They may supply products directly to building owners through purchase agreements, and have all the business they can handle. Or perhaps they may manufacture specialized equipment and do not need architectural marketing programs to maintain their market share. Others may have tried marketing to A/Es, but failed by using the wrong approach. Finally, there are manufacturers who are new to the architectural world, are unfamiliar with its customs, and need some guidance. The two latter groups might benefit best from the specifier’s technical writing skills.
Qualifying leads and making contacts
Previewing manufacturer websites and pre-qualifying potential clients is fairly easily. Lack of technical documents, or at least ones in conventional formats, indicates the need (if not desire) to communicate better with A/Es.
Next comes exerting one’s own marketing talents, if any, by contacting those prospects and scheduling face time. This alone helps the pioneering spec writer understand how rejection feels—perhaps the same kind of rejection he or she doled out for years while luxuriating on the design side.
Treating the person who answers the phone with decency increases the chance the caller eventually gets to a decision-maker. Hours, days, and even weeks of marketing effort is wasted on well-meaning but powerless people in low-to middle management positions who are happy to give an utterly false image of their importance in their company. To really get somewhere, the specifier needs the ear of the man or woman who made the company what it is—the one who invented the product and brought it to prominence through years of unrelenting, sleepless effort. This takes patience, because those key decision-makers are often so busy, they may not be heard from for a long time after initial contact. But when they do come around, one usually finds the wait was worth it. The question is, once you have their attention, what do you do with it?
Should this situation happen for you, it becomes crucial to tell that person you are a specification writer. You may be surprised to find he or she has some idea of what that means—much more-so than your friends, relatives, or even your spouse. This gets the conversation started. At this point, you should close your mouth, open your ears, and let this person tell you how real things get done in this world—with real materials, time, effort, and bona fide risk.
When it is your turn to speak, you can explain how relationships with architects and engineers might expand the business if the company had the proper tools. You could begin with something simple, like a data sheet, which, for our purposes, is the simplest and purest specification form. Since examples usually work better than verbal explanations, this is a good time to show them technical documents that work.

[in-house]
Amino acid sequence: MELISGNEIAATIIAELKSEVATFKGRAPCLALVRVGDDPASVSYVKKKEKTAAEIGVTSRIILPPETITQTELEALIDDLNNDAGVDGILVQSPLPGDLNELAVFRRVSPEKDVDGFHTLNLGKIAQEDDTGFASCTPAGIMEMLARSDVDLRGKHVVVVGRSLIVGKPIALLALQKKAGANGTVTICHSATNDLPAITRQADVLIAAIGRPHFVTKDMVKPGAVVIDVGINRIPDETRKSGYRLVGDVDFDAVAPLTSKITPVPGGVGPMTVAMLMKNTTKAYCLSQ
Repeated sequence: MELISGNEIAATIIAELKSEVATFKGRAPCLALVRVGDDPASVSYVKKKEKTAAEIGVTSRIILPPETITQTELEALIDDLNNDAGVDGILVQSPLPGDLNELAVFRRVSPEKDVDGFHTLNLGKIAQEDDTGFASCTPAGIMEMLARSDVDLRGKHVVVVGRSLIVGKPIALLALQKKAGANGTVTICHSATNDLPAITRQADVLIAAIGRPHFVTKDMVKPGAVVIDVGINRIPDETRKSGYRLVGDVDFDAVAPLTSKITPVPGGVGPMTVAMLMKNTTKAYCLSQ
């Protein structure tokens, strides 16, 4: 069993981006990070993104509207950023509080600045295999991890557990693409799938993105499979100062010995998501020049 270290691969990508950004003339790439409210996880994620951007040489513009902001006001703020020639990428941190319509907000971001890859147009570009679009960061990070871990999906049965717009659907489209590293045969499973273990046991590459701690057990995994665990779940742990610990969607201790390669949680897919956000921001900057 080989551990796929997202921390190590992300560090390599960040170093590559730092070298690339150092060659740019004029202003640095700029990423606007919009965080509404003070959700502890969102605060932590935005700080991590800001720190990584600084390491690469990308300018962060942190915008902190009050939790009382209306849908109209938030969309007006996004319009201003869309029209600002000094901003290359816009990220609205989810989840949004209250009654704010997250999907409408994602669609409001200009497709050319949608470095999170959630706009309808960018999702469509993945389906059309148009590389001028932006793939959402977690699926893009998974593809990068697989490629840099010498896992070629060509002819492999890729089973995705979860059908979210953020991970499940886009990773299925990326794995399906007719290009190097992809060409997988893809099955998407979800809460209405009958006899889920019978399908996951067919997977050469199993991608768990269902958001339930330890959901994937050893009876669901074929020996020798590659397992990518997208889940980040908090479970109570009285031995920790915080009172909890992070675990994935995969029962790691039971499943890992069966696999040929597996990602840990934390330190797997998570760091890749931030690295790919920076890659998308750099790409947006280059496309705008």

It is important to let the manufacturer know early on that architectural marketing is a cold process. The design stage lasts for months and often years. At its end still lies a fairly long procurement process, followed by a protracted payment period (especially in public-sector work). It’s a long time between drinks, one might say.
While a specification is an effective architectural marketing tool, the manufacturer should know it must follow certain conventions in order to fix the A/E’s attention. Superlatives that hold sway over the mainstream consumer usually have the opposite effect on design professionals. An A/E’s comfort range is something like Death Valley or one of the polar ice caps, whereas the manufacturer feels more at home in the tropics. In spite of these factors, the astute manufacturer can realize a satisfactory return on the investment in the specification writer’s skills.
He or she who broadens the definition of ‘specification writer’ to ‘technical documents writer’ may find lots of opportunities to write. In addition to specifications per se, there are construction-related documents of several sorts, including technical data sheets, maintenance instructions, product certification letters, and even continuing education programs.
While manufacturers offer specification writers new and welcome business opportunities, such work also helps them develop skills and gain awareness of the product supply chain they otherwise might not have.
In the end, it is humbling—but good—to suffer rejection, being ignored, or simply having to wait in a long line only to discover one’s talents need a fair amount of honing. A long walk on the ‘dark side’ of manufacturing can provide the specification writer those experiences.
To steal another line from Deming: “It is not necessary to change. Survival is not mandatory.”
David J. Wyatt, CDT, is the specifications writer for TC Architects (Akron, Ohio), where he is responsible for product research, technical specifications, bidding documents, preparation of project manuals, construction contracts, construction bulletins, shop drawing review, and contract close-out for all project. With the late Hans Meier, Wyatt co-authored Construction Specifications: Principles and Applications. He can be reached at firstname.lastname@example.org.